On defense, steady improvement was exhibited, with Dwight Howard, Andrew Bogut and Josh Smith becoming huge bucket-stoppers. A relatively fascinating item is that no other group showed results that trended as well as Big Men on defense. The curves for all three graphs are steady and relatively predictable, with R^2 between 0.8 and 0.9.
Next, the Big Men that qualified for 2-year APM for each of age 26 to 31 within the 2003 to 2013 timeframe are investigated; there are 37 players in this sample. Of those guys, again this subset reinforces the results of the original graphs. Offense perpetually declines, but defensive performance climbs at a rate much faster than the offensive skid. By age 30 and 31, based on combined 2-year APM, this group is reaching their peak years, thanks solely to the large defensive improvements.
Comparison to Guards and Wings
The “Big Men” diverge greatly from the results of their smaller counterparts. The 2-year APM Aging curves on offense for “Guards” and “Wings” were above zero for their entire careers, while the “Big Men” never even approach that threshold. Using their general superiority in ball handling, passing and shooting, the smaller players can create offense inside and out, for themselves and teammates.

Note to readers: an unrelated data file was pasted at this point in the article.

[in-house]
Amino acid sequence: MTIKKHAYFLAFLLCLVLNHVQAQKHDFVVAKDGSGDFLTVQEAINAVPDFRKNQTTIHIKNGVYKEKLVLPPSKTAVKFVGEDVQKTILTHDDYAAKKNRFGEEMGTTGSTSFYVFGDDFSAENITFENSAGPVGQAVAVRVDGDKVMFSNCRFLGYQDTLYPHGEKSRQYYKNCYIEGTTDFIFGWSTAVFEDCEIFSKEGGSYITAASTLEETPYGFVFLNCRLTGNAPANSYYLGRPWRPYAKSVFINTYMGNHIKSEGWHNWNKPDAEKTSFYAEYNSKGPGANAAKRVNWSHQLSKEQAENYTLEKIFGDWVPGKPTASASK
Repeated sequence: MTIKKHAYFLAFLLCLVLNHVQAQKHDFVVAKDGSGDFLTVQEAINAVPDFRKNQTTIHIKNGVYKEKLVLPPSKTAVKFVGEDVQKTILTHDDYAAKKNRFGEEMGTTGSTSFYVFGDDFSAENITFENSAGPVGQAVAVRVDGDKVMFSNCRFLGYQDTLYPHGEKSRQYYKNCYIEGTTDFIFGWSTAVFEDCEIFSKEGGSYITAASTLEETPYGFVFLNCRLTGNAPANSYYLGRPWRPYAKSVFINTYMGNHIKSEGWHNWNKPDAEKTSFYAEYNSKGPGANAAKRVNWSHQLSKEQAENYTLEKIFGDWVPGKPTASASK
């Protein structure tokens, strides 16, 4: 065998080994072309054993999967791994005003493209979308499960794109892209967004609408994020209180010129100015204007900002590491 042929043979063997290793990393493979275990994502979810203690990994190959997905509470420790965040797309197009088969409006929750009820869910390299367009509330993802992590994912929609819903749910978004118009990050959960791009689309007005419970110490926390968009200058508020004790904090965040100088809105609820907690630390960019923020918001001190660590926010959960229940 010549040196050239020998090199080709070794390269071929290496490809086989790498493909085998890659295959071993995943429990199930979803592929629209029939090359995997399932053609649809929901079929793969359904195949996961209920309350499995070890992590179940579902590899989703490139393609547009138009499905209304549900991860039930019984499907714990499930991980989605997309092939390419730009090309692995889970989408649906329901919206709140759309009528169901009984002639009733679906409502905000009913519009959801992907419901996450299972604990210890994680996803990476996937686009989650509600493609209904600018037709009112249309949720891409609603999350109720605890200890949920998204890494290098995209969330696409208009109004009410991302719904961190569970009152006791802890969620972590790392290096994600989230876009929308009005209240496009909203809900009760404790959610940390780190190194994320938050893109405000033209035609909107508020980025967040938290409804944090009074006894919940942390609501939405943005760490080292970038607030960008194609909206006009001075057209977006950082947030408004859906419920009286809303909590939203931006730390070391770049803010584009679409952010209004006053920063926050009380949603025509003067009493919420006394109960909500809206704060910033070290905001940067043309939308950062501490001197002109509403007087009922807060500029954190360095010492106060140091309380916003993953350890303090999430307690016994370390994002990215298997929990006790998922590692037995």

At the other end of the court though, from age 20 through 31, the “Big Men” defense curve, starting at an already respectable level of positive 0.7 pp100p, increases by nearly 1.9 points per 100 possessions. Compared to the Big Men Offense Curve, or either offense or defense curve for Guards or Wings, no other aging curve looks like the Big Men Defense Curve; the second biggest improvement through a career is Wing defense, which improved only 1.3 pp100p over the course of players’ careers.
So, Big Men do take Longer to Develop?
An adage frequently heard in the NBA about young Bigs is that patience is warranted, because they take longer to develop. That does in fact appear to be true, evidenced by the table below. The veteran big men began their careers with similar production as guards and wings, but by their primes are clearly the most impactful players on the court thanks to their defensive dominance.